Concept to high-volume production of validated 3D printed medical devices in weeks
When the COVID-19 pandemic hit, so did an urgent need for large supplies of personal protective equipment (PPE) for healthcare providers and nasopharyngeal swabs for COVID-19 testing. Supply chain disruptions immediately followed, due to complicated supply chains with overwhelmed suppliers and difficult-to-source components.
Reliance on a few vendors, instead of multiple-supplier sources, and enormous product demand made it difficult for health care providers to secure inventory and layered on additional challenges.
Increased demand and supply chain bottlenecks
Traditionally manufactured nasopharyngeal swabs have a polyester handle and a tip with tiny rayon or nylon fibers. To test for COVID-19, the swab is inserted through the nose, deep into the nasal cavity, twirled and broken off into a vial to ship to a testing lab.
- The two major manufacturers of nasopharyngeal swabs produce, assemble, sterilize and package the swabs, using proprietary manufacturing methods and equipment.
- These companies found themselves unprepared for supply chain disruptions and were unable to scale quickly to meet worldwide demand.
As with other PPE shortages, like face shields, 3D printing emerged as a novel solution with rapid product development and production capabilities that allowed for the design, prototyping, testing, and mass production of nasopharyngeal swabs made of medical-grade photopolymer materials.
Rapidly designing and validating a new swab with high efficacy
Origin (acquired by Stratasys in early 2021) set forth to produce clinically-tested, FDA-registered test swabs at scale. Origin collaborated with Henkel, Harvard’s Beth Israel Deaconess Medical Center (BIDMC), and other 3D printing leaders to develop a one-piece, FDA-compliant, sterile, 3D-printed NP test swab.
Origin was able to quickly produce many different designs for clinical evaluation at the same time, in a single build envelope. The resulting swabs are made of a single material, with no injection molding tooling or assembly required. Their lattice design makes sample collection easy and comfortable, with a breakpoint for the sample to be added to the vial and sent to the lab.
The Origin team validated the swab’s mechanical capabilities and manufacturability, while Henkel, the material provider, tested the swabs for biocompatibility and validated the complete workflow. The Origin swabs went through phase 3 human clinical trials conducted by Harvard’s Beth Israel Deaconess Medical Center (BIDMC) and were determined to have a high concordance and statistically indistinguishable from the traditional swab.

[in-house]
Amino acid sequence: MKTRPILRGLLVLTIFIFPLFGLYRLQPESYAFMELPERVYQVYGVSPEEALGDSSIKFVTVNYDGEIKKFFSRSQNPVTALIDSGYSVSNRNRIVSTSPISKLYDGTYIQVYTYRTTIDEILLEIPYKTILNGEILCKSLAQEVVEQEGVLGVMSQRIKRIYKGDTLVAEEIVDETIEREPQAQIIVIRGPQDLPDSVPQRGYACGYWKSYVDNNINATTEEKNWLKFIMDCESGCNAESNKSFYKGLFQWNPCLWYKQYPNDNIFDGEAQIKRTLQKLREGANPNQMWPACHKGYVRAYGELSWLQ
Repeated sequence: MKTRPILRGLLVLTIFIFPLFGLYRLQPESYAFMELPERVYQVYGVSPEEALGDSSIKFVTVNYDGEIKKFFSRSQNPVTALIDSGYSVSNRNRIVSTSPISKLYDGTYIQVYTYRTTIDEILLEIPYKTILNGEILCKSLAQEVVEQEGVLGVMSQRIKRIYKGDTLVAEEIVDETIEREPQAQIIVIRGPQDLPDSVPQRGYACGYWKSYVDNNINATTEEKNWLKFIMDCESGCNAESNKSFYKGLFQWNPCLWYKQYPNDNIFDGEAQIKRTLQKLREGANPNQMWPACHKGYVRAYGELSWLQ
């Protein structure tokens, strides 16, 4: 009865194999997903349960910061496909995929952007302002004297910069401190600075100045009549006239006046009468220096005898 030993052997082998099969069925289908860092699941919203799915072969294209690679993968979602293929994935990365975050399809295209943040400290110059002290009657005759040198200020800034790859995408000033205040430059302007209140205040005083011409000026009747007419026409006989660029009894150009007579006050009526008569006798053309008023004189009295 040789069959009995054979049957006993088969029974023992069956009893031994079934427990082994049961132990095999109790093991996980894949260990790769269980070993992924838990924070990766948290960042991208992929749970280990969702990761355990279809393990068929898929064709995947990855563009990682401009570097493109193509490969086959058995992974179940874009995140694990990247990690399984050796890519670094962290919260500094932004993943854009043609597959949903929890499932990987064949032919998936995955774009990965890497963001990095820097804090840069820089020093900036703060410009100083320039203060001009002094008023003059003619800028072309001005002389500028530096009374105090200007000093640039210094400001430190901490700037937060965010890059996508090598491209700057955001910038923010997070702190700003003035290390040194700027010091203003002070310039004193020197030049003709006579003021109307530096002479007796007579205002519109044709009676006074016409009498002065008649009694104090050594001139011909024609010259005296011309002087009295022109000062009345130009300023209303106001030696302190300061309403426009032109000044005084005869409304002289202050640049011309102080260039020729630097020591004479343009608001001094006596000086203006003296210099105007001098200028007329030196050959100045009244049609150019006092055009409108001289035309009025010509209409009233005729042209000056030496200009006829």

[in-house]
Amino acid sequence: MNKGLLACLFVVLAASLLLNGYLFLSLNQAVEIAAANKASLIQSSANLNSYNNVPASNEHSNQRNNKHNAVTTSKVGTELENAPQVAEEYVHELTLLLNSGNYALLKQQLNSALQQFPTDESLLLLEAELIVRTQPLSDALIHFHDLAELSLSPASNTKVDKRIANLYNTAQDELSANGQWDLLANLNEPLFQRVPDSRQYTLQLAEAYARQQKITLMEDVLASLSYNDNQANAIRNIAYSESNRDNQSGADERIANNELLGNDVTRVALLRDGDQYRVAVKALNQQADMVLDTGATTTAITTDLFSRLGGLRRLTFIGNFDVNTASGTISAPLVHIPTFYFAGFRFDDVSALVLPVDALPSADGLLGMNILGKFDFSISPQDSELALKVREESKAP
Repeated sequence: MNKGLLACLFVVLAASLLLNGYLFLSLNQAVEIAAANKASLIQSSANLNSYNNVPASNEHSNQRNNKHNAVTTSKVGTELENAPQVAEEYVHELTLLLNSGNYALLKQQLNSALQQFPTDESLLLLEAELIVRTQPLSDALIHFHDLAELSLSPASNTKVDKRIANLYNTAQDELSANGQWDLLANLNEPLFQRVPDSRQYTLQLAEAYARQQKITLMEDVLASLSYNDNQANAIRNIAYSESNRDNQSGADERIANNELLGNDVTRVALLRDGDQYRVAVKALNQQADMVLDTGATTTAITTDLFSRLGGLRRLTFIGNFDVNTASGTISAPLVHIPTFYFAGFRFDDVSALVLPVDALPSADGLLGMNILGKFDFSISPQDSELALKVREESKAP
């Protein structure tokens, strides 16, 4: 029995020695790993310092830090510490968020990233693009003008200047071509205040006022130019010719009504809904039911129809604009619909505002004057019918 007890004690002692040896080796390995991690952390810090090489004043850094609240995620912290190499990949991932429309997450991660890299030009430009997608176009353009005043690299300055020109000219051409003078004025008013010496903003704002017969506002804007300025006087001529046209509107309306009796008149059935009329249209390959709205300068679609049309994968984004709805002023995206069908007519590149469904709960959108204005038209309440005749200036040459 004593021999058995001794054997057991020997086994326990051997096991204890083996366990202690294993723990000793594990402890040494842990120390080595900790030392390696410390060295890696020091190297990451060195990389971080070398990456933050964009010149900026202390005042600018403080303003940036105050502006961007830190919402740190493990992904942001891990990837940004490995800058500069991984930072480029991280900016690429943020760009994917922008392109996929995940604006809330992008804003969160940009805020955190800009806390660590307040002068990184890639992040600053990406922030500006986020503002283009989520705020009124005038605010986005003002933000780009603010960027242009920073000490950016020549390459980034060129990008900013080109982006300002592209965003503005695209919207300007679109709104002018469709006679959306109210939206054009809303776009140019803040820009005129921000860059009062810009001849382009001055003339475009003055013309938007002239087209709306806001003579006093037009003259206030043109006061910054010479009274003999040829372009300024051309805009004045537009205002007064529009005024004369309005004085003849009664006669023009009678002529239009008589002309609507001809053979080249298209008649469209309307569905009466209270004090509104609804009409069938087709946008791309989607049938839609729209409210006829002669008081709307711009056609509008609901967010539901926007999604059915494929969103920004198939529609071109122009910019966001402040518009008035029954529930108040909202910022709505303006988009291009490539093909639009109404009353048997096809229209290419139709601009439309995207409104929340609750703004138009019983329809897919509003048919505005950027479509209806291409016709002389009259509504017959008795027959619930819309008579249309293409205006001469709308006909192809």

Anecdotal evidence suggests that the Origin design’s lattice tip can improve specimen collection, due to the low liquid absorption quality of the material and unique design. Longer-term, this has the potential to make less accurate diagnostics systems perform better when there is a very low viral load in the patient.
Origin dedicated its internal capacity of Origin One 3D printers to manufacturing swabs in three shifts a day, seven days a week.
- Each printer in the lab printed 800 swabs every.
- Origin shipped over half a million fully validated, packaged, and sterilized swabs in just eight weeks.
- Origin’s swab was shipped and used by healthcare providers and testing centers across the U.S.
Eventually, traditional supply chains ramped up their ability to produce higher numbers of testing swabs, and the demand for the slightly more expensive 3D printed swabs began to drop. Origin was able to slowly decrease production based on real-time demand, while restarting other company initiatives. This is a powerful example of 3D printing’s ability to react to supply chain challenges quickly and efficiently, easily increasing or decreasing production to meet demand.
Making 3D printing history
The company was able to ramp up from passing clinical trials to mass production in a matter of days, a far cry from traditional injection molding tooling lead times. Plus, it was possible to easily increase capacity by dedicating additional 3D printers to production. During the same time period, Origin’s customers also produced thousands of units of PPE, respirator components, and ventilator components, demonstrating the ability of the technology to be used for various other applications in short supply.
Stratasys Origin One’s printing technology and access to high-performance materials enable fast iterations and accelerated concept development. This makes it an ideal choice for the rapid development and production of biocompatible components, and it’s what enabled the company to swiftly lend a helping hand during an unprecedented global pandemic.